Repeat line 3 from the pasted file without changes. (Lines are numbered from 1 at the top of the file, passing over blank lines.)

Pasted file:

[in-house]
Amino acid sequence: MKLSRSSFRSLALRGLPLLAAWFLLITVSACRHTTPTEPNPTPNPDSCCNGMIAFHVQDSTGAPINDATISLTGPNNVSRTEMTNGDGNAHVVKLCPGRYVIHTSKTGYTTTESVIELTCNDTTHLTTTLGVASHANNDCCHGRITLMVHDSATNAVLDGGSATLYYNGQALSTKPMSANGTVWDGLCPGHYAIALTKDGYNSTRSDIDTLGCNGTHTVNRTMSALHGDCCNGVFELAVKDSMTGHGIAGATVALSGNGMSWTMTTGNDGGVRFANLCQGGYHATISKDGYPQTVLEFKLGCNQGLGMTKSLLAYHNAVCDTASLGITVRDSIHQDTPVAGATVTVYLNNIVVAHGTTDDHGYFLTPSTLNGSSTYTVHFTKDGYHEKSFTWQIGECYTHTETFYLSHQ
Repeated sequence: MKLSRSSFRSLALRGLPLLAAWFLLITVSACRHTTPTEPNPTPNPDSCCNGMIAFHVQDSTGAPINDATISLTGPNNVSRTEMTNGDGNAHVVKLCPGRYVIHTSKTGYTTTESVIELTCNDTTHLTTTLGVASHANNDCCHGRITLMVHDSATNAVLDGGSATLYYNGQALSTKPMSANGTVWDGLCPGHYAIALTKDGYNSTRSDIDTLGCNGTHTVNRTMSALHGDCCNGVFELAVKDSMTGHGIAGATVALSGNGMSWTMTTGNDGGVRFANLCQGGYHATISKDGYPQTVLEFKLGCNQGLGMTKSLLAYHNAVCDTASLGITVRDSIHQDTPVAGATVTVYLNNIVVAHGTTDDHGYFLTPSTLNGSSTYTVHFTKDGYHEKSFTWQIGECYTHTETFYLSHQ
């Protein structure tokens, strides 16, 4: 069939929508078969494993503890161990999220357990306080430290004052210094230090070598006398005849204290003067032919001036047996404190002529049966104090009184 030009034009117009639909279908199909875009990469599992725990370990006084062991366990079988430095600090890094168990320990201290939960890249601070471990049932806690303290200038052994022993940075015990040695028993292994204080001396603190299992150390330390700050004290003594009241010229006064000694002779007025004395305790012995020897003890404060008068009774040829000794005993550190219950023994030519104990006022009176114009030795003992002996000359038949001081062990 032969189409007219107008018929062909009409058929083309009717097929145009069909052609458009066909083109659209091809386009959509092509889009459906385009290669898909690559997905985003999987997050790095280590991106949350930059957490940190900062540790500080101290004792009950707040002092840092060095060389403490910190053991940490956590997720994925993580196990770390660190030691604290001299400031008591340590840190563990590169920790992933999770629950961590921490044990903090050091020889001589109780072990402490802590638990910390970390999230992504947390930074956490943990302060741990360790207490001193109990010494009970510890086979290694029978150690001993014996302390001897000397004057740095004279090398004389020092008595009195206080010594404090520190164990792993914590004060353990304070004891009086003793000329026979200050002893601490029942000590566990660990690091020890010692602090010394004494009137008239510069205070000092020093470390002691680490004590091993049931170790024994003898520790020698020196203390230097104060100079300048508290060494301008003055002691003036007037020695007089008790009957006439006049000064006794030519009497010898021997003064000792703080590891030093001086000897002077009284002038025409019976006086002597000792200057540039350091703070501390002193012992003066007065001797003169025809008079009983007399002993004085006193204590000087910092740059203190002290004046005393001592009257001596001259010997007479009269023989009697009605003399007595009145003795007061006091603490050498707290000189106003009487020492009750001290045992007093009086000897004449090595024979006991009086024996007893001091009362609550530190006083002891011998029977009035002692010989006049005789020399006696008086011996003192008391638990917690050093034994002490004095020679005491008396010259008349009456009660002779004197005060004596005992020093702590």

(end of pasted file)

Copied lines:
Repeated sequence: MKLSRSSFRSLALRGLPLLAAWFLLITVSACRHTTPTEPNPTPNPDSCCNGMIAFHVQDSTGAPINDATISLTGPNNVSRTEMTNGDGNAHVVKLCPGRYVIHTSKTGYTTTESVIELTCNDTTHLTTTLGVASHANNDCCHGRITLMVHDSATNAVLDGGSATLYYNGQALSTKPMSANGTVWDGLCPGHYAIALTKDGYNSTRSDIDTLGCNGTHTVNRTMSALHGDCCNGVFELAVKDSMTGHGIAGATVALSGNGMSWTMTTGNDGGVRFANLCQGGYHATISKDGYPQTVLEFKLGCNQGLGMTKSLLAYHNAVCDTASLGITVRDSIHQDTPVAGATVTVYLNNIVVAHGTTDDHGYFLTPSTLNGSSTYTVHFTKDGYHEKSFTWQIGECYTHTETFYLSHQ